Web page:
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Lakers lay it all on the line and still come up short

The team's struggles are even more evident when Kobe Bryant and Derek Fisher are missing end-of-game free throws.

April 11, 2010|By Mark Heisler

So began the Longest Week in Lakerdom.

A funny thing happened to the Lakers on their way to the playoffs —

Oh, sorry, I just had something caught in my throat.

That's what happened to the Lakers too. In the last six seconds of Sunday's game, Kobe Bryant missed two free throws, Derek Fisher missed one and Fisher then fouled Portland's Martell Webster while he shot a three-pointer, sending Webster to the line for the three free throws that won the game, 91-88.

On the bright side for the Lakers, they may not have to worry about losing to Portland in the first round!

With Sunday's victory, the Trail Blazers moved into a tie for No. 7 with San Antonio, with tiebreakers over the Spurs in case of a two-way tie, or the Spurs and Oklahoma City Thunder, in case of a three-way tie.

In the bad news for the Lakers, they have to play someone and whoever it is, the Spurs, Thunder or the Trail Blazers, is going better than they are.

Incredible as the series of events was, it didn't even hurt the Lakers, at least according to the Lakers.

Bryant isn't called the game's best closer for nothing. Fisher, who's more famous for winning games than losing them, is an 86% free-throw shooter.

Bryant, asked if his reaction was disbelief, said it was worse than that.

"Disbelief?" Bryant said. "Stunned."

As for reaching in on someone going up for, as Fisher described it, "a one-legged running three-pointer," that was off the charts.

It was a weird play with Fisher guarding Andre Miller, looking up to see Webster dribbling the ball almost into his lap, reaching in to try to get it, never thinking Webster would shoot from there...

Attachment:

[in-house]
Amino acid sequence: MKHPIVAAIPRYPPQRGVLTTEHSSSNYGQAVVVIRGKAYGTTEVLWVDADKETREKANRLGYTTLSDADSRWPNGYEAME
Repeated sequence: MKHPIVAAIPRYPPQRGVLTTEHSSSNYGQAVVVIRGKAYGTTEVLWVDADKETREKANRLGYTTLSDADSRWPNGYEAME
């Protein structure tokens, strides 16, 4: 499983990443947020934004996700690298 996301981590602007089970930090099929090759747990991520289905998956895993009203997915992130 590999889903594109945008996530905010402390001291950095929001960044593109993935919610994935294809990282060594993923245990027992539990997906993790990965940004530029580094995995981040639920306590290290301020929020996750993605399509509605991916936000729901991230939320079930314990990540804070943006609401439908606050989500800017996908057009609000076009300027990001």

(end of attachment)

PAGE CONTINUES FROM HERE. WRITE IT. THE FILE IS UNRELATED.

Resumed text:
Oops.

Before the reach-in nightmare, but after the free-throw nightmare, Bryant and Fisher, comrades in hundreds of big games in 11 seasons together, trudged back to the bench during a timeout, commiserating with each other.

Or at least that's what it looked like.

"I don't know how many years you can go back and recall a situation where he's missed two free throws in a row," said Fisher of Bryant.

"And then for me to get an opportunity and miss a third one....

"Obviously, if he makes his, I'm not there, so it's not about missing three or four free throws. It's just something -- you have to laugh to keep from crying, you know?

"We were just ripping each other a little bit for squandering that opportunity."

Keep that sense of humor, you're going to need it.

Given the alarm around the Lakers before this, with speculation about Phil Jackson leaving, Phil losing the team, Bryant leaving, Bryant getting old, the possibility of trading Bryant for LeBron James, whether it's too late to fire Phil, et al., I wouldn't be surprised if there are Byron Scott sightings this week.

In real life, what, Phil worry?

Well, maybe a little.

"I see the pundits who sit in the studio on the NBA channel always say no one wants to play the Lakers," said Jackson. "It appears to be that way, no team does want to take us on.

"Even though, if I was in their shoes, I might say, ‘Why not take on the Lakers first of all?' "

The hysteria, er, concern, shown by fans and the media is an ongoing issue in the Lakers' dressing room, which Jackson says he has "addressed in many different ways, physically, mentally, emotionally."

Better not forget virtually.

With no hiding from the Internet these days, the best bet is confiscating players' cellphones, as Gen. Jack Ripper impounded all transistor radios on Burpelson Air Force Base before ordering his bombers to attack the Soviet Union in "Dr. Strangelove."

Of course, there is always the chance that Andrew Bynum could return, Bryant could move his shooting percentage back over 40% and the Lakers could turn back into their once-feared selves.

No one in the West wants to play them, as San Antonio Coach Gregg Popovich conceded last week and Portland Coach Nate McMillan conceded before Sunday's game.

"They're missing Bynum right now, but once playoff time comes, you know that switch is going to be on," said McMillan.

"It's not the team you want to face, but if you have to, you've got to."

Not that it wouldn't be reassuring for Lakerdom and the World Wide Wackos if the team had looked like its once-feared self recently, or at least since November.

There have been some awful weeks in Lakerdom: the Seven Days in May 2007 when Bryant raged at the organization from owner Jerry Buss down; the terrible days in July 2004, when they traded Shaquille O'Neal with no assurance from Bryant he intended to come back, which, in fact, he didn't.

It will take some bizarre stuff to match that, but I have every confidence that everyone out there is up to it.

mark.heisler@latimes.com

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